Bakeries Are Making Fewer Pastries to Increase Demand – Robb Report

Visiting your favorite bakery for its signature item has become a game—and carb enthusiasts are more than happy to play it.

Purveyors of baked goods are using scarcity to draw in customers, The Wall Street Journal reported on Monday. That means it may be a design and not a flaw when that croissant or donut you’re coveting is already sold out by 10 a.m. on a Saturday.

“If it doesn’t sell out, we don’t make it anymore,” Mindy Segal, the founder of Mindy’s Bakery in Chicago, told the newspaper.

The strategy is in part meant to increase the perception of quality, Keith Wilcox, a marketing professor at Texas A&M University, told the WSJ. If you show up, and there are no more almond croissants available, you may wonder why the pastry is sold out—and come back earlier next time to see for yourself. It’s also a way for bakers to contend with the realities of this moment, including labor shortages and the rising costs of ingredients. Making fewer tarts means you don’t need as many hands or as much butter.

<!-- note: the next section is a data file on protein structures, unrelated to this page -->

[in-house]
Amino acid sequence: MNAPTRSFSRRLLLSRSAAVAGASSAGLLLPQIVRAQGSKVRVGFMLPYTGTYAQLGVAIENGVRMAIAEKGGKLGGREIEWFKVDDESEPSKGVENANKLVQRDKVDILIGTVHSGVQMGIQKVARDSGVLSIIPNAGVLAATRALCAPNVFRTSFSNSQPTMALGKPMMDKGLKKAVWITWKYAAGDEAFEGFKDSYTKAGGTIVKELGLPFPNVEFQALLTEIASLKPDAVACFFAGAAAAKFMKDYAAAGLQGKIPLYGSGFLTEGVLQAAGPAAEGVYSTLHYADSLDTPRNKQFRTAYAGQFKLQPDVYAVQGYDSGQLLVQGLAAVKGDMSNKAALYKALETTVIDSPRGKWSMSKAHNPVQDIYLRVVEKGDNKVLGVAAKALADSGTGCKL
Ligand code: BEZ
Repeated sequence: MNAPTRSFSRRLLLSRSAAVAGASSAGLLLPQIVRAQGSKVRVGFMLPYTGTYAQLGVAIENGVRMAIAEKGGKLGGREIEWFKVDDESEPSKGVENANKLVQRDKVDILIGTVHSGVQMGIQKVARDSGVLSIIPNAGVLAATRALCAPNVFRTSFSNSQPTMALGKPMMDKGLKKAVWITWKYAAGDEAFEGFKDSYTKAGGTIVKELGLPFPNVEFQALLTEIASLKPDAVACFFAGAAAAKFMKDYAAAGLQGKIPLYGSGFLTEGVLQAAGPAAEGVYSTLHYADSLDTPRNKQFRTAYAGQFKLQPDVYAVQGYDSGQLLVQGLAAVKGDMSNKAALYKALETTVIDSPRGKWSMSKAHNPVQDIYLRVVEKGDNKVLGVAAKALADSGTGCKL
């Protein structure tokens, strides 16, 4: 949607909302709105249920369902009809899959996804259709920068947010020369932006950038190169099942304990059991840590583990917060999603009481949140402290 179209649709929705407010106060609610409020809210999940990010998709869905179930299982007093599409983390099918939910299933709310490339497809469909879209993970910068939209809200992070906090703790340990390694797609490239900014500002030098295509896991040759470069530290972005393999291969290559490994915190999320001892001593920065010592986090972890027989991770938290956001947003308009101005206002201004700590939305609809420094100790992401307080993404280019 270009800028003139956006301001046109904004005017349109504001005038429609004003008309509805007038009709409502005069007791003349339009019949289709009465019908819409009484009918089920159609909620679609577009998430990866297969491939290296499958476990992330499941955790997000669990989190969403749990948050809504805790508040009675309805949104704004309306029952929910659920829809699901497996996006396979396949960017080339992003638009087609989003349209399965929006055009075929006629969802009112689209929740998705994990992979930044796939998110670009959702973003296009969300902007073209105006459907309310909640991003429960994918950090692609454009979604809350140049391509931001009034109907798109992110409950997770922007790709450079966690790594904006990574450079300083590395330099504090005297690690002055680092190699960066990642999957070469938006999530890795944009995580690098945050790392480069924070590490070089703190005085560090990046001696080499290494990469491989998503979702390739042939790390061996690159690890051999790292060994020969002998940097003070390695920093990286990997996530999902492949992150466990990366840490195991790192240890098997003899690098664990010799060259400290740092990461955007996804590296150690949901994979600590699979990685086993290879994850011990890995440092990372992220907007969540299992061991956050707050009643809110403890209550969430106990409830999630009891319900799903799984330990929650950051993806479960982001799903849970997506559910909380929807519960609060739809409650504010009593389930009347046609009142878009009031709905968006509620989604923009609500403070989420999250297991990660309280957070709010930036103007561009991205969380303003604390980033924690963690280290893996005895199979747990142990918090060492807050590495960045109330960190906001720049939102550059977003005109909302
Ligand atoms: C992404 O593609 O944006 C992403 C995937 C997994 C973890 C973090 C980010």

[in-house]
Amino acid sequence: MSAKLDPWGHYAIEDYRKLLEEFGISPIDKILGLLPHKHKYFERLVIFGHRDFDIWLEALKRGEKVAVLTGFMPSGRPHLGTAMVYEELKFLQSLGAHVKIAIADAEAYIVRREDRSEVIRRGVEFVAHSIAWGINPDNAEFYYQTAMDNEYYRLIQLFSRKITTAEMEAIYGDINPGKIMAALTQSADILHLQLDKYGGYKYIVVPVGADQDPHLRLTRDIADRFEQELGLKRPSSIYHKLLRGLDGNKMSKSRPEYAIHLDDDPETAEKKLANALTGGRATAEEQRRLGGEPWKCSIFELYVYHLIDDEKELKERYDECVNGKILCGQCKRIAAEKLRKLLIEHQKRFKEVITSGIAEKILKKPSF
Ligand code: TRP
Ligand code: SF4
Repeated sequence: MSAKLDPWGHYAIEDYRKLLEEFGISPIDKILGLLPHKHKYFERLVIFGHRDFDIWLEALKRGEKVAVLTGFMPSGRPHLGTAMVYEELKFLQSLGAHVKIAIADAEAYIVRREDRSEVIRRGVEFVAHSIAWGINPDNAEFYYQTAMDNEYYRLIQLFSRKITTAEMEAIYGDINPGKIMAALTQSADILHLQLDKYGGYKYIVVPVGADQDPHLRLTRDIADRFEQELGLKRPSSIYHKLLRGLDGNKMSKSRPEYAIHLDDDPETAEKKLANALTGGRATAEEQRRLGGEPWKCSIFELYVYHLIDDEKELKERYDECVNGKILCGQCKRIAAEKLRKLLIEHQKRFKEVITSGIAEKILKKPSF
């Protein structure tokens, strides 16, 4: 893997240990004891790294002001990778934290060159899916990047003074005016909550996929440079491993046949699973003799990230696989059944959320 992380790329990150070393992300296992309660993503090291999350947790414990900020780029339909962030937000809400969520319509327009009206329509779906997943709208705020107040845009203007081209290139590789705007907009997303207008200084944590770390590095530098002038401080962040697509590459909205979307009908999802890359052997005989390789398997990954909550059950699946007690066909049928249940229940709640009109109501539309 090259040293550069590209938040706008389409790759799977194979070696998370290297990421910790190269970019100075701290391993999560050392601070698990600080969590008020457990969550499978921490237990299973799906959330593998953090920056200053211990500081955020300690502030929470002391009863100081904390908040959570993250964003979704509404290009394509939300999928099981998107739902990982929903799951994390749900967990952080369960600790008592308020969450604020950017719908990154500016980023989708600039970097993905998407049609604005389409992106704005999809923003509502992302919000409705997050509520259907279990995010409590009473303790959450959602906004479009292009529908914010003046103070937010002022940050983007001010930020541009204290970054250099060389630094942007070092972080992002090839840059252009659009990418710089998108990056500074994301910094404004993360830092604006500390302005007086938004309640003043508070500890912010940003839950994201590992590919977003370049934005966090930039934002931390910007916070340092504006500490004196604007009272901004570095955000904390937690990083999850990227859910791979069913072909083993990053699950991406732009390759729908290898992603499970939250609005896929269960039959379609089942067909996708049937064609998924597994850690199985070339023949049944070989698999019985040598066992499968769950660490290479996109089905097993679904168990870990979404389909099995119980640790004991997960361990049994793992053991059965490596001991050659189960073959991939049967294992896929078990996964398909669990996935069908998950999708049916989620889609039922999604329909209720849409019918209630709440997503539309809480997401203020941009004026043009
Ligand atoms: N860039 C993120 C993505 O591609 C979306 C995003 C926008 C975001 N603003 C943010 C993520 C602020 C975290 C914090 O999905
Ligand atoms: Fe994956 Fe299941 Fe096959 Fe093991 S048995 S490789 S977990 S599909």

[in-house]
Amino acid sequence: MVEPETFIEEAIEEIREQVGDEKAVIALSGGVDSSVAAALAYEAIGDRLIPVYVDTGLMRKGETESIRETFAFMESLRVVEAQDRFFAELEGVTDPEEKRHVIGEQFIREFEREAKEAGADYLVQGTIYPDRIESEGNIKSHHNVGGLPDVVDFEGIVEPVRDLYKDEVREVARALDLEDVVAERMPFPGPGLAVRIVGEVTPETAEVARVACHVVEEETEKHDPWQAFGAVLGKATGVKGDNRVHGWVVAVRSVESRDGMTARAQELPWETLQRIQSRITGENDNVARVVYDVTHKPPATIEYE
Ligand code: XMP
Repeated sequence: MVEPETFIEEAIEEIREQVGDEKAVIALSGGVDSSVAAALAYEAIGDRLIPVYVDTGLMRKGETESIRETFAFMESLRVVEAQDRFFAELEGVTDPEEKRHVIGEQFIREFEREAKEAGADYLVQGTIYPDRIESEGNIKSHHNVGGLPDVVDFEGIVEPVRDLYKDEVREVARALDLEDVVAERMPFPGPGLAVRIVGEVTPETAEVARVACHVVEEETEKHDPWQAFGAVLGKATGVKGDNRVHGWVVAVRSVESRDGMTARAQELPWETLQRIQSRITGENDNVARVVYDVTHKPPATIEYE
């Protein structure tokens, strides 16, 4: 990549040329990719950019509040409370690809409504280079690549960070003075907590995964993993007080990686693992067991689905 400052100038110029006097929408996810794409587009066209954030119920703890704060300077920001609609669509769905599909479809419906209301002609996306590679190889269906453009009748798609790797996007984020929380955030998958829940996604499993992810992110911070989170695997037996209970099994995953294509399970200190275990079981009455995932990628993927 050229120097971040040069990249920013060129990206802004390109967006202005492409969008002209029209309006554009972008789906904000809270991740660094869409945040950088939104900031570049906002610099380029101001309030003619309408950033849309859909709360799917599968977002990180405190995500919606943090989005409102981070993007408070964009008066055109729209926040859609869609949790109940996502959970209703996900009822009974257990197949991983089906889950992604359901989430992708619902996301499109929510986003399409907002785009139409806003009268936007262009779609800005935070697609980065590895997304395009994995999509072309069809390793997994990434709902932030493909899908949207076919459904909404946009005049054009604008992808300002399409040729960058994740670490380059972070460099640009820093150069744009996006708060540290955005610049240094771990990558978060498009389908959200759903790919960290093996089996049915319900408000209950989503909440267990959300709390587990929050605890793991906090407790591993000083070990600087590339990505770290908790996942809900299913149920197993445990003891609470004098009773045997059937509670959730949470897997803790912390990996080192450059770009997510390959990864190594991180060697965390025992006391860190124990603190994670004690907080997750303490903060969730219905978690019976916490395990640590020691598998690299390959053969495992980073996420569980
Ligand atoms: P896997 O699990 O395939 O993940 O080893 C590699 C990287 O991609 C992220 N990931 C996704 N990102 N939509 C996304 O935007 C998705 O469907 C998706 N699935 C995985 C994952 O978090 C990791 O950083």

This play for business seems to be working: Sales at standalone bakeries reached more than $7.7 billion in 2022, up from $6.1 billion in 2018, according to data from the market-research firm Sundale Research cited in The Wall Street Journal. And anecdotally, bakery owners are seeing that overall bump reflected in their own shops. Nick Heavican, of Brooklyn’s Nick + Sons, said he’s had more consumer demand recently, enough to shorten the store’s operating hours. Before the pandemic, the bakery was open from 7 a.m. to 4 p.m. Now it opens at 8 a.m. and closes at 1 p.m., or sometimes earlier if most pastries have already sold out.

“We see the same revenue with half the staff and half of the hours,” Heavican told the WSJ.

While some people are surely turned off by the constant “Sold out” signs, many more are happy to wake up early and wait in line to score a little breakfast treat. One New Yorker told the newspaper that she stopped by Nick + Sons for a pain au chocolat and ended up leaving with five other pastries, while another said that he skipped his morning workout to secure a triple chocolate croissant from Radio Bakery.

That’s prioritization we can definitely get behind.

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